Tuesday 23 January 2018

Carter recharges his batteries ahead of All Blacks' drive to 'leave a legacy' at World Cup

Dan Carter of the New Zealand All Blacks
Dan Carter of the New Zealand All Blacks

Oliver Brown

A sabbatical would once have seemed an alien concept to Dan Carter, an affront to the immersive experience of being an All Black. But with 100 Tests has come a certain brittleness, a realisation that the best bulwark to his longevity is an escape.

For five months, and the first time in more than a decade, Carter has luxuriated in the fulfilment of his own 'bucket list', an enviable feat for a man of 32. The London boardroom where we meet, admiring gun-barrel views of Tower Bridge, is just the latest stop in a week that has already encompassed the Coachella Festival in the Colorado Desert, plus three days at the Masters in Augusta. "I was just in the gym working out, and the next thing I know Rory McIlroy and Jason Dufner come in," he says. "It was pretty surreal."

It helps that Carter can call upon the right contacts among the green jackets, securing an invitation from Craig Heatley, a New Zealand businessman with a £200m fortune from television and also, for Masters week, chairman of the media committee. So seamlessly did Carter blend in that journalists at Adam Scott's press conference were nonplussed to discover they shared a forum with the world's finest fly-half.

"When I knew I had time off, I knew there were two places I just had to get to – one being the grand prix in Melbourne, and the other Augusta. It was absolutely incredible."

Carter has followed the path travelled by Richie McCaw, the All Blacks captain who, after his centenary of caps, was ordered by Steve Hansen, the head coach, to take time off for his own benefit. The ruse came at the right time, too, for this peerless No 10, who had found his powers compromised by a catalogue of stubborn injuries.

Even on the occasion of his 100th Test at Twickenham, where he was given a golden boot in his honour and for which father Neville flew over from the South Island, he limped off after 25 minutes with an Achilles strain.

"It can be hard to move past certain injuries," he admits. "I had four different ones before I reached my 100th, and my team-mates started joking that I was in the 'nervous nineties'. To get that behind me was such a relief."

For all his easy amiability, Carter still has the deportment of the superstar, the linchpin of a first ever perfect season, the 'man of the millennium' in his native land. "I won't be reintegrating into rugby for a few months yet," he says, aware that he will miss the three Test home series against England in June. "But then I'll have the usual pre-season of absolutely thrashing myself."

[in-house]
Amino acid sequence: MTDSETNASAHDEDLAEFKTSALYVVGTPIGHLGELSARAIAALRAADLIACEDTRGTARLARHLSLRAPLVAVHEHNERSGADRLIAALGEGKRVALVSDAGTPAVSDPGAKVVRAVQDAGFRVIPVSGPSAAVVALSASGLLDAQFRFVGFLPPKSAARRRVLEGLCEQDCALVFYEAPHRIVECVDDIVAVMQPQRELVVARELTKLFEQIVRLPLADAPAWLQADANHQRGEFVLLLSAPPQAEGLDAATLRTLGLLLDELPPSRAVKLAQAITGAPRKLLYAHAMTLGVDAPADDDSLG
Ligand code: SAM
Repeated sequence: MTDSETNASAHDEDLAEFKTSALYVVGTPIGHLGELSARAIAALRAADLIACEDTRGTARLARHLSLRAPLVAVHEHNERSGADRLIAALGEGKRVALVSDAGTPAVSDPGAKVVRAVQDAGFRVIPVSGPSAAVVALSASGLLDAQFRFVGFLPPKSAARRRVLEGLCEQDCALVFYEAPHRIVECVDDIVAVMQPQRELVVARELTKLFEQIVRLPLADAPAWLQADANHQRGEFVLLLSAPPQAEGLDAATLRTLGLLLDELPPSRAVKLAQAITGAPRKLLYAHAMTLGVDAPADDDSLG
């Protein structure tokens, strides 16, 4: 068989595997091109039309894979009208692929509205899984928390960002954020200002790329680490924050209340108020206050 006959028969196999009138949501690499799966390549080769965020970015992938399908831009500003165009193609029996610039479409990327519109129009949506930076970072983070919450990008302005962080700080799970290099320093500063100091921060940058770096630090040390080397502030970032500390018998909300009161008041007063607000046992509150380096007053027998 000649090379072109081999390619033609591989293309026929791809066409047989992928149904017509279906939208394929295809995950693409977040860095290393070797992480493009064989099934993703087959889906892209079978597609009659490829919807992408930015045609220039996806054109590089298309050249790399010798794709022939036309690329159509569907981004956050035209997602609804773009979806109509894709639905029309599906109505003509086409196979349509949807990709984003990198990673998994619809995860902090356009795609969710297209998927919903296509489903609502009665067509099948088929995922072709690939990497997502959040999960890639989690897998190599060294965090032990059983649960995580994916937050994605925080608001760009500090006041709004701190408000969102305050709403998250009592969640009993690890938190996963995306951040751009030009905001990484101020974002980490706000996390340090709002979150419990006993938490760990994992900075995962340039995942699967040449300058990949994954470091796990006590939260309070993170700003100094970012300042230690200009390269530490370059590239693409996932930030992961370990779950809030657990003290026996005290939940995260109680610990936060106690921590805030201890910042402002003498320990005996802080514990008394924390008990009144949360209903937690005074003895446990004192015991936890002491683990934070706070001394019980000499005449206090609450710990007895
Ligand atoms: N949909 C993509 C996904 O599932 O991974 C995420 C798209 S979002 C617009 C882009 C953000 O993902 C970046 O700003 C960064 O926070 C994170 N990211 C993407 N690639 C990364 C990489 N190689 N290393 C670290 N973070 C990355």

Conscious of Jonny Wilkinson's imminent retirement at Toulon, he could not, however, be more generous in his praise for a long-time rival.

"When I started playing international rugby in 2003, he was right at the pinnacle of his career. He has had so many injury setbacks, but to have the resilience to hang in there, to know that success can never be fluked, is a reflection of the guy he is."

Carter is only two years Wilkinson's junior, but do not assume the natural onset of decrepitude in so brutal an arena has caught up with him yet. He keenly recalls the agony of missing New Zealand's 2011 World Cup triumph in Auckland with a groin injury, and has every intention claiming his compensation in the next final at Twickenham on October 31, 2015. "I love playing on the big stage, and there's no bigger stage than a World Cup final. Unfortunately, I missed out three years ago, so you could say I'm pretty motivated to give myself a chance at the next one."

Record-setting is paramount for this New Zealand side, if only because of its enriching of the All Black mythology, and the target of becoming the first country to win consecutive World Cups also obtrudes in Carter's thinking.

"It's something to embrace, as we really want to leave a legacy. We love creating history, and the fact that no team has done it before shows it is not easy to do. I've been involved in three World Cups, and bizarre things happen, which no can ever predict. But it is a goal to win it back-to-back."

One wonders how the All Blacks can motivate themselves afresh in 2014, after an immaculate 14-0 campaign that featured two especially majestic victories in Johannesburg and Dublin, but in Carter they have a man who will not settle for less than perfection.

"We can take a lot of confidence in the situations we found ourselves in during 2013, because that win against Ireland showed the huge self-belief in this team. But we need to draw a line." (© Daily Telegraph, London)

Irish Independent

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